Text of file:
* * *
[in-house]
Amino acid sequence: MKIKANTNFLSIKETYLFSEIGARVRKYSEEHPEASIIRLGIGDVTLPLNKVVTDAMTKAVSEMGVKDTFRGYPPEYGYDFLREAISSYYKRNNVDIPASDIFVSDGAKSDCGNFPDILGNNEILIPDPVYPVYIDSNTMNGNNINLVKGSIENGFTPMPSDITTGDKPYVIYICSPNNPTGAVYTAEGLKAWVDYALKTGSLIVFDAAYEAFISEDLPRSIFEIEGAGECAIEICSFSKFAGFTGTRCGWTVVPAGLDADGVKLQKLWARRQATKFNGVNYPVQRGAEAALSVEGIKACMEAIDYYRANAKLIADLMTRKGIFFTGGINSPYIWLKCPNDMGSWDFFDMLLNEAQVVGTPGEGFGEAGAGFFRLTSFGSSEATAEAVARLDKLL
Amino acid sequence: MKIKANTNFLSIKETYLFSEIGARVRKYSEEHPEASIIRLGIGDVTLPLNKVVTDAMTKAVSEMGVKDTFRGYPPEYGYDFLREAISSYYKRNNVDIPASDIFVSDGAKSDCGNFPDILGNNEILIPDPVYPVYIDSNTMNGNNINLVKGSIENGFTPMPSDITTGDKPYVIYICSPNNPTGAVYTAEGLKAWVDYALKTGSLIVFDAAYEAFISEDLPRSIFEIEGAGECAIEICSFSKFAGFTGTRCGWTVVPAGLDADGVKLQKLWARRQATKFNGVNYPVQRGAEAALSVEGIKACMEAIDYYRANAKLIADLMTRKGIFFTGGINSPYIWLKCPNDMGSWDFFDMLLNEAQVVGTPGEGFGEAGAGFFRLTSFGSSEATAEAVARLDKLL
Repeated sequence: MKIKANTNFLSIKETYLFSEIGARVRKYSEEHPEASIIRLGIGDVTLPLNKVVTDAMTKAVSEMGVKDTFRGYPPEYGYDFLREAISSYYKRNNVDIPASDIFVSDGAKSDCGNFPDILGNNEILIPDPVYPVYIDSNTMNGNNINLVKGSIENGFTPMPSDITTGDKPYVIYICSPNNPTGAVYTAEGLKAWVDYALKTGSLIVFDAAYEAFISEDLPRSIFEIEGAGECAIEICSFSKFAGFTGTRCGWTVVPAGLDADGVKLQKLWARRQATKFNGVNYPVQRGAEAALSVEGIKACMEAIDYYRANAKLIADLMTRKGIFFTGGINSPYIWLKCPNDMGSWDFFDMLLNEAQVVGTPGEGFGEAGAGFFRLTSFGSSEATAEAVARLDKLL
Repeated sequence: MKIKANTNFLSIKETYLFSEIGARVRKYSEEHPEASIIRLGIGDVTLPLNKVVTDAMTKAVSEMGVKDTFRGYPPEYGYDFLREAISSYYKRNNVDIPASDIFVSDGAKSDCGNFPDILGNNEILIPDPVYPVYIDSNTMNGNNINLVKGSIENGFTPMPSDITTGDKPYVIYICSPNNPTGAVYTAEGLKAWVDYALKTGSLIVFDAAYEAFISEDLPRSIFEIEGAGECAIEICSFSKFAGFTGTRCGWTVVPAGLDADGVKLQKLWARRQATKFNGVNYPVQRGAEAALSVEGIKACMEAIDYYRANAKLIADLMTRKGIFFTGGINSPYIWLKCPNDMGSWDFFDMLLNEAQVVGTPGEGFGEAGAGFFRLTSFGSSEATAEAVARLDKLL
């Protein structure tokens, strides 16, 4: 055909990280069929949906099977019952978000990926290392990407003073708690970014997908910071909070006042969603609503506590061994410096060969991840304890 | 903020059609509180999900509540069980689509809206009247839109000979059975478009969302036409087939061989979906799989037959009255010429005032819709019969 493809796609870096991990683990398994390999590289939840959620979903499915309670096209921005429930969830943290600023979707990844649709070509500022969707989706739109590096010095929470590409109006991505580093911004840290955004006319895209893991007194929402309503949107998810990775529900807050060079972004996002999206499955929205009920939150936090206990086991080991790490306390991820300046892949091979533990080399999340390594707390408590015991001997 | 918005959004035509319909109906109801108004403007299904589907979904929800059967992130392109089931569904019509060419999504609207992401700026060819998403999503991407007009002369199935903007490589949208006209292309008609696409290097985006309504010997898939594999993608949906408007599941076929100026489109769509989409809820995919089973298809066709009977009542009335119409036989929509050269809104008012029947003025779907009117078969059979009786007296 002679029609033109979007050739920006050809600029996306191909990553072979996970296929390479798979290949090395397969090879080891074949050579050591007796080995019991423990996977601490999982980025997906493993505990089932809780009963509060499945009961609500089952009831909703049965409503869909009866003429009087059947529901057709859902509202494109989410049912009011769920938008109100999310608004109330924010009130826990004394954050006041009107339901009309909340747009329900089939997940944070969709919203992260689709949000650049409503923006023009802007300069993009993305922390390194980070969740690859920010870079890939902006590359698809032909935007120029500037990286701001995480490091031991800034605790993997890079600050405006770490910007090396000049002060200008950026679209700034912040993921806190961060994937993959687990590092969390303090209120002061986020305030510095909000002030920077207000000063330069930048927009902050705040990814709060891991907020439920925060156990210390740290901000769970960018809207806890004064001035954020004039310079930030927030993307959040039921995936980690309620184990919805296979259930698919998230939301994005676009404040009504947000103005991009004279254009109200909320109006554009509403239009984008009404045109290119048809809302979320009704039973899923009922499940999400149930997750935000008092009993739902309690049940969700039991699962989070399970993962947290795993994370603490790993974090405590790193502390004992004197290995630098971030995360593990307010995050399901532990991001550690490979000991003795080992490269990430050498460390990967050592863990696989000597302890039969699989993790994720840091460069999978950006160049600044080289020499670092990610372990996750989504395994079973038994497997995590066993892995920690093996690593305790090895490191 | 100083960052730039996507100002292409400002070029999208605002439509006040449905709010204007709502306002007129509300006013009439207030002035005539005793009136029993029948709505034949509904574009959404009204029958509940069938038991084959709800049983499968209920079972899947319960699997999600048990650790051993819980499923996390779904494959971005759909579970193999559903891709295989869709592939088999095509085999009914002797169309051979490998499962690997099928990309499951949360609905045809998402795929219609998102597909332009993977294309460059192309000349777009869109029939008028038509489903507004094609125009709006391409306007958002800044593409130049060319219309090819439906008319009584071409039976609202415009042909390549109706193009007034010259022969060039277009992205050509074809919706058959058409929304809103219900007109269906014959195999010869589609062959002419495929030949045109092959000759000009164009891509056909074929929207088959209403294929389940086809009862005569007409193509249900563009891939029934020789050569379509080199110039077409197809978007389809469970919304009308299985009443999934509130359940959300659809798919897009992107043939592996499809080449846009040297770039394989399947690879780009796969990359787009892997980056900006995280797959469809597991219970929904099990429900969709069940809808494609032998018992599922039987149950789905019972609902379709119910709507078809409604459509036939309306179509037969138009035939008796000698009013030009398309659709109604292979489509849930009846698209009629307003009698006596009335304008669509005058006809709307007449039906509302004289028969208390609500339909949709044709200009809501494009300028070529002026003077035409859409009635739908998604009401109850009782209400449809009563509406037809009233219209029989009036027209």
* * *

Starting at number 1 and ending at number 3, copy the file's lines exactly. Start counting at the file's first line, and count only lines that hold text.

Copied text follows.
[in-house]
Amino acid sequence: MKIKANTNFLSIKETYLFSEIGARVRKYSEEHPEASIIRLGIGDVTLPLNKVVTDAMTKAVSEMGVKDTFRGYPPEYGYDFLREAISSYYKRNNVDIPASDIFVSDGAKSDCGNFPDILGNNEILIPDPVYPVYIDSNTMNGNNINLVKGSIENGFTPMPSDITTGDKPYVIYICSPNNPTGAVYTAEGLKAWVDYALKTGSLIVFDAAYEAFISEDLPRSIFEIEGAGECAIEICSFSKFAGFTGTRCGWTVVPAGLDADGVKLQKLWARRQATKFNGVNYPVQRGAEAALSVEGIKACMEAIDYYRANAKLIADLMTRKGIFFTGGINSPYIWLKCPNDMGSWDFFDMLLNEAQVVGTPGEGFGEAGAGFFRLTSFGSSEATAEAVARLDKLL
Amino acid sequence: MKIKANTNFLSIKETYLFSEIGARVRKYSEEHPEASIIRLGIGDVTLPLNKVVTDAMTKAVSEMGVKDTFRGYPPEYGYDFLREAISSYYKRNNVDIPASDIFVSDGAKSDCGNFPDILGNNEILIPDPVYPVYIDSNTMNGNNINLVKGSIENGFTPMPSDITTGDKPYVIYICSPNNPTGAVYTAEGLKAWVDYALKTGSLIVFDAAYEAFISEDLPRSIFEIEGAGECAIEICSFSKFAGFTGTRCGWTVVPAGLDADGVKLQKLWARRQATKFNGVNYPVQRGAEAALSVEGIKACMEAIDYYRANAKLIADLMTRKGIFFTGGINSPYIWLKCPNDMGSWDFFDMLLNEAQVVGTPGEGFGEAGAGFFRLTSFGSSEATAEAVARLDKLL